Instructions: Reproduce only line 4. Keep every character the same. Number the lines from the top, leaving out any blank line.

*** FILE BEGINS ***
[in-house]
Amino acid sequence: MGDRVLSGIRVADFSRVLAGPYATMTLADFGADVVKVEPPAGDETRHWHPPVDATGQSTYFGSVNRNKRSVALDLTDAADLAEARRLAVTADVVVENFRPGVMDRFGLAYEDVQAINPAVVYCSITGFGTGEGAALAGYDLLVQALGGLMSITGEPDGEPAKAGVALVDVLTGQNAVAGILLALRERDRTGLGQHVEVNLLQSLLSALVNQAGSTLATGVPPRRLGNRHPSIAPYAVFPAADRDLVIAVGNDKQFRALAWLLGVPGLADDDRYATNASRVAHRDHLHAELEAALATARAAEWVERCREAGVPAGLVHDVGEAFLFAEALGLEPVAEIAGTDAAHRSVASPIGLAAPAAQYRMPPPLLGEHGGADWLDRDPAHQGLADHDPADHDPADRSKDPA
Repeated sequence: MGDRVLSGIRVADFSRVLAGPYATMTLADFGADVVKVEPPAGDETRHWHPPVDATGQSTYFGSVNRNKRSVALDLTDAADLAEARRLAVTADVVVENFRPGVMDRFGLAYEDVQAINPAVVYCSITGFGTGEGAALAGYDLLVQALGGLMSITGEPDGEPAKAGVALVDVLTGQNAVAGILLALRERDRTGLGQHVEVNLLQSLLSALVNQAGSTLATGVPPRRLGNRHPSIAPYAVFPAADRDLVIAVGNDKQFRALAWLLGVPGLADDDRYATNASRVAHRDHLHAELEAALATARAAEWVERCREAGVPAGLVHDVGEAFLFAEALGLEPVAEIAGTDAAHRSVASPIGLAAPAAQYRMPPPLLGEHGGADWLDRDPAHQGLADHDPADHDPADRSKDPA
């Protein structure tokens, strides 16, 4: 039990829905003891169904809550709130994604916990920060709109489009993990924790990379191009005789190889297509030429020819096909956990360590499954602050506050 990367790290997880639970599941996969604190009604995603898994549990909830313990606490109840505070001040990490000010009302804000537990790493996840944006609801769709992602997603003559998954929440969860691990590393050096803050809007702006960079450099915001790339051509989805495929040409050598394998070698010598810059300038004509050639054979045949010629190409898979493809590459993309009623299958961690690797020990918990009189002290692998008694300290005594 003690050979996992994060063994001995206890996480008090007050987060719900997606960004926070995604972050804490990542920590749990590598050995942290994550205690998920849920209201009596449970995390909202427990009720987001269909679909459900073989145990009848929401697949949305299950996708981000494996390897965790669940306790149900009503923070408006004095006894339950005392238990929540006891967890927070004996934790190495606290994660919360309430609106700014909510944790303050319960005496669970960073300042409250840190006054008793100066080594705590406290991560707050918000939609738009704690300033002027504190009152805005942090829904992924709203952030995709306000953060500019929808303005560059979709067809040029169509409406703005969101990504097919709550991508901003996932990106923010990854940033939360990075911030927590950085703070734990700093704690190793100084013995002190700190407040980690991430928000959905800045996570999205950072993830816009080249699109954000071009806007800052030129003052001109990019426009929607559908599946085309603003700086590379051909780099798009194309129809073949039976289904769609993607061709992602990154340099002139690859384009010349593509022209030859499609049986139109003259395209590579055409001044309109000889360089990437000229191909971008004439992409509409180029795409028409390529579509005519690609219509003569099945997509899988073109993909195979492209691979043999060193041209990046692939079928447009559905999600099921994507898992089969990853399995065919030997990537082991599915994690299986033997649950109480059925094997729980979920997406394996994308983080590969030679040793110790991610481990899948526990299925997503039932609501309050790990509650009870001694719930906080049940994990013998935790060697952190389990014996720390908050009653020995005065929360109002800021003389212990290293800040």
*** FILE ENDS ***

């Protein structure tokens, strides 16, 4: 039990829905003891169904809550709130994604916990920060709109489009993990924790990379191009005789190889297509030429020819096909956990360590499954602050506050 990367790290997880639970599941996969604190009604995603898994549990909830313990606490109840505070001040990490000010009302804000537990790493996840944006609801769709992602997603003559998954929440969860691990590393050096803050809007702006960079450099915001790339051509989805495929040409050598394998070698010598810059300038004509050639054979045949010629190409898979493809590459993309009623299958961690690797020990918990009189002290692998008694300290005594 003690050979996992994060063994001995206890996480008090007050987060719900997606960004926070995604972050804490990542920590749990590598050995942290994550205690998920849920209201009596449970995390909202427990009720987001269909679909459900073989145990009848929401697949949305299950996708981000494996390897965790669940306790149900009503923070408006004095006894339950005392238990929540006891967890927070004996934790190495606290994660919360309430609106700014909510944790303050319960005496669970960073300042409250840190006054008793100066080594705590406290991560707050918000939609738009704690300033002027504190009152805005942090829904992924709203952030995709306000953060500019929808303005560059979709067809040029169509409406703005969101990504097919709550991508901003996932990106923010990854940033939360990075911030927590950085703070734990700093704690190793100084013995002190700190407040980690991430928000959905800045996570999205950072993830816009080249699109954000071009806007800052030129003052001109990019426009929607559908599946085309603003700086590379051909780099798009194309129809073949039976289904769609993607061709992602990154340099002139690859384009010349593509022209030859499609049986139109003259395209590579055409001044309109000889360089990437000229191909971008004439992409509409180029795409028409390529579509005519690609219509003569099945997509899988073109993909195979492209691979043999060193041209990046692939079928447009559905999600099921994507898992089969990853399995065919030997990537082991599915994690299986033997649950109480059925094997729980979920997406394996994308983080590969030679040793110790991610481990899948526990299925997503039932609501309050790990509650009870001694719930906080049940994990013998935790060697952190389990014996720390908050009653020995005065929360109002800021003389212990290293800040």